A United Airlines gate agent at the Denver International Airport refused to let multiple women wearing leggings board a flight Sunday because they weren't adhering to the company's dress code — prompting outrage on social media from people who called the policy sexist.
"She's forcing them to change or put dresses on over leggings or they can't board," Shannon Watts, who was waiting at a gate at Denver International Airport, tweeted. "Since when does @united police women's clothing?"
Watts, founder of the Moms Demand Action campaign, said the female gate agent turned away two young women for wearing leggings because they didn't have anything to change into. A third girl was let on to the flight because she had a dress in her bag. Watts claimed one of the girls was as young as 10, although it was not confirmed.
In a tweet replying to Watts, United said it "shall have the right to refuse passengers who are not properly clothed via our Contract of Carriage."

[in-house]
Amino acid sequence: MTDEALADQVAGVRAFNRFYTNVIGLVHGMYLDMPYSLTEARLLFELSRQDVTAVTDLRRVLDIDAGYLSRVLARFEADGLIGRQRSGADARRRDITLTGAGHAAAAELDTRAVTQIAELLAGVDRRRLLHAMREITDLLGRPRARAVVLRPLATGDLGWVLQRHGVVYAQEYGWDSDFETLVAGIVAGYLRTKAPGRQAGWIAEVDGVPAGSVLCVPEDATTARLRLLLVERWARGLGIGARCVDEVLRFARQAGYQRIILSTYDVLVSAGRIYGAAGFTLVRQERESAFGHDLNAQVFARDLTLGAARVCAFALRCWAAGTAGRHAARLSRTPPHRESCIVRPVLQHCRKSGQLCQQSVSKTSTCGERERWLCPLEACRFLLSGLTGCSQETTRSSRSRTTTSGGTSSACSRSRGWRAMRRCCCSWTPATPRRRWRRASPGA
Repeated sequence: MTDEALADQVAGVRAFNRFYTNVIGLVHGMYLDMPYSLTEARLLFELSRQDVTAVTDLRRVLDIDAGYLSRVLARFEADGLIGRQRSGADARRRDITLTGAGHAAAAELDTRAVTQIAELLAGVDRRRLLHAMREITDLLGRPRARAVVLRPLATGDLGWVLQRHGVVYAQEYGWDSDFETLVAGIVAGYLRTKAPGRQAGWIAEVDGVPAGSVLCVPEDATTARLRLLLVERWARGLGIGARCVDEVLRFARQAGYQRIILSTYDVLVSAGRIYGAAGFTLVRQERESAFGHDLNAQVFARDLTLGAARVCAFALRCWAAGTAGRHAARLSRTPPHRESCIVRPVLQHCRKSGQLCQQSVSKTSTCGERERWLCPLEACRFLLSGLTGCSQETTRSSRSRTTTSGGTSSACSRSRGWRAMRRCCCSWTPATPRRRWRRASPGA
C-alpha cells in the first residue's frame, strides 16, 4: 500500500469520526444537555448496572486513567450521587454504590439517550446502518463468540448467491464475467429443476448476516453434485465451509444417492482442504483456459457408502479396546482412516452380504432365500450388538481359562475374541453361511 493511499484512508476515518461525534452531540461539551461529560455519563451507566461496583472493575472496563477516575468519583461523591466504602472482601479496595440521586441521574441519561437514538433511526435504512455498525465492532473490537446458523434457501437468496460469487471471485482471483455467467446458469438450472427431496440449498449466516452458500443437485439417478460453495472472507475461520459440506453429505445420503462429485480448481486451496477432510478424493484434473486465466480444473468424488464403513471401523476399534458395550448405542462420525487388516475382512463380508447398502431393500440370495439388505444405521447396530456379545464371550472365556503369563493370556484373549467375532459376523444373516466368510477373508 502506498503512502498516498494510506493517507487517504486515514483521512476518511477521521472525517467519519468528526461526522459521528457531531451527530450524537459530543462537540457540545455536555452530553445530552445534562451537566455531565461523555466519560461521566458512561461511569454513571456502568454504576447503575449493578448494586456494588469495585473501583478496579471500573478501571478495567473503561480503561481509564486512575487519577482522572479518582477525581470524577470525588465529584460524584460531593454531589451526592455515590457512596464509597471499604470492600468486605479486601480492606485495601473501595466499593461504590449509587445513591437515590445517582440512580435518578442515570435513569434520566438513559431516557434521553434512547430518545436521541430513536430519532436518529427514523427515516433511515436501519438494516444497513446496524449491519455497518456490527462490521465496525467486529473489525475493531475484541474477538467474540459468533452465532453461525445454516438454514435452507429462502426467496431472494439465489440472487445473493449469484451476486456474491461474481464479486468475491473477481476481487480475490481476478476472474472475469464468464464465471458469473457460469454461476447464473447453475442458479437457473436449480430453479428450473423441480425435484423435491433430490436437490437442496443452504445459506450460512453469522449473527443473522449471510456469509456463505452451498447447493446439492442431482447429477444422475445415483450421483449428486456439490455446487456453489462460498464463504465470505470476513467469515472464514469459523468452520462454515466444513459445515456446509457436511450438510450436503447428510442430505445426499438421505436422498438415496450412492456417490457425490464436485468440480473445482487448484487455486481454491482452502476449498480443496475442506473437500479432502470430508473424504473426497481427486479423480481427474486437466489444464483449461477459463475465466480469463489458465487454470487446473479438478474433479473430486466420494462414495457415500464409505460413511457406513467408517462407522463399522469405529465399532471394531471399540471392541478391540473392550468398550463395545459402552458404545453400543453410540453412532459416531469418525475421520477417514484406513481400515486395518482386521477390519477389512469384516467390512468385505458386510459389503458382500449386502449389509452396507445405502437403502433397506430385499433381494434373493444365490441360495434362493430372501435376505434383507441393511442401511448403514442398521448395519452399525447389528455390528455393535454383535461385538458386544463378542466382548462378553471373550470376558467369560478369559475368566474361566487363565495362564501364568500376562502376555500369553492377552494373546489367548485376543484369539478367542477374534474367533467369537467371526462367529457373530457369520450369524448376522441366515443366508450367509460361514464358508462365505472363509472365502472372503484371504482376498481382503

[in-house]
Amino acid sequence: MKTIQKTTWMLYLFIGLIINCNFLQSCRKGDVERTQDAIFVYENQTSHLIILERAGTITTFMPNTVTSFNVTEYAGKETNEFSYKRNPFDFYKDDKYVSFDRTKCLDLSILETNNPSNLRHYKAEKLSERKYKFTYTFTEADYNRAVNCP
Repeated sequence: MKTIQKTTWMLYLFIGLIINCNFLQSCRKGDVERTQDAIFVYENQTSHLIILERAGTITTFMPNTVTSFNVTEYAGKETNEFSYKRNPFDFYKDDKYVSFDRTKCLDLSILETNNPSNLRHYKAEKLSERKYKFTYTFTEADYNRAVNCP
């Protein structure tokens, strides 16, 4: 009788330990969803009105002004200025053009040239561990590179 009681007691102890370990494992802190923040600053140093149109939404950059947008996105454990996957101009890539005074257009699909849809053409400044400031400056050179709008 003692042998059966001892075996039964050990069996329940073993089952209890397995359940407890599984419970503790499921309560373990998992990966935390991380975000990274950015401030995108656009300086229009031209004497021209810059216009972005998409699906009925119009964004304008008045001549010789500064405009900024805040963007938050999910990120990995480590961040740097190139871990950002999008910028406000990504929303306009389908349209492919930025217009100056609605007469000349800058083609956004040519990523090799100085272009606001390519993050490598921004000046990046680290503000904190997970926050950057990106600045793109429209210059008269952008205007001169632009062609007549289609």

The airline then released a second statement on Twitter, attempting to clarify why the girls were prevented from getting on their flight.
According to the contract, the airline can refuse to let a passenger board if he or she is "barefoot or not properly clothed." It did not specify what "properly clothed" meant. There is also a specific section pertaining to pass travelers, who are required to follow a specific dress code that includes a ban on spandex. The girls who were turned away were standby pass riders, or people traveling as relatives of a United employee.
Many took to Twitter to express outrage over the so-called leggings ban — with some even vowing to stop flying with United.
It is unclear if other airlines have similar policies.